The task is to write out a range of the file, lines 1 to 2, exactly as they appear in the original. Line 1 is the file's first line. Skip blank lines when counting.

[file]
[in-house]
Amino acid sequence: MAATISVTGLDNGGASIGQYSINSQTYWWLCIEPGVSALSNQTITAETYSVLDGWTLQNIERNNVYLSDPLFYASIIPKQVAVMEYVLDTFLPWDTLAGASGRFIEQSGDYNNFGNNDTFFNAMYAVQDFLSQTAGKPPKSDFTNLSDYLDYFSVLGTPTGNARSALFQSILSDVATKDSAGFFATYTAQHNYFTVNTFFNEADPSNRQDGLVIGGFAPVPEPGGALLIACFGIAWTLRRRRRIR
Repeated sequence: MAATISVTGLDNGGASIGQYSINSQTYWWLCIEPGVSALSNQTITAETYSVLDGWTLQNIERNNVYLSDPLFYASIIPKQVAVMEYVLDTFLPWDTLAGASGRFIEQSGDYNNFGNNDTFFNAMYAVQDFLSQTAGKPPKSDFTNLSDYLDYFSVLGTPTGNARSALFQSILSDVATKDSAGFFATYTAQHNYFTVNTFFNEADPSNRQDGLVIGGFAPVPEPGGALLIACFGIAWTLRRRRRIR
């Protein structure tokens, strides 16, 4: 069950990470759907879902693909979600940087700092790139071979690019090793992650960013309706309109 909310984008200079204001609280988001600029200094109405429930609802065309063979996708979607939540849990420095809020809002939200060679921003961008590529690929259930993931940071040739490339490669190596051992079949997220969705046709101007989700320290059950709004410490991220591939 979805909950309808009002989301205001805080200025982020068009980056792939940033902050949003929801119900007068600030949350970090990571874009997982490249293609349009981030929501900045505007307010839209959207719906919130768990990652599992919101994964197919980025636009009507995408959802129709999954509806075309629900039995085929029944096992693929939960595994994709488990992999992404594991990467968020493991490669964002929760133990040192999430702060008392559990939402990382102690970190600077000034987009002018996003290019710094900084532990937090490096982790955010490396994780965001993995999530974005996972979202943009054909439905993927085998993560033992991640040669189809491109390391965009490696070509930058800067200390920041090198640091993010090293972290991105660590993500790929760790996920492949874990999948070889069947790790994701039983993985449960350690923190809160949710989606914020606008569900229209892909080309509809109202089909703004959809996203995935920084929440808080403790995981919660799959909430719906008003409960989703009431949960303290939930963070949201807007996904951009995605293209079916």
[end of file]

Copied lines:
[in-house]
Amino acid sequence: MAATISVTGLDNGGASIGQYSINSQTYWWLCIEPGVSALSNQTITAETYSVLDGWTLQNIERNNVYLSDPLFYASIIPKQVAVMEYVLDTFLPWDTLAGASGRFIEQSGDYNNFGNNDTFFNAMYAVQDFLSQTAGKPPKSDFTNLSDYLDYFSVLGTPTGNARSALFQSILSDVATKDSAGFFATYTAQHNYFTVNTFFNEADPSNRQDGLVIGGFAPVPEPGGALLIACFGIAWTLRRRRRIR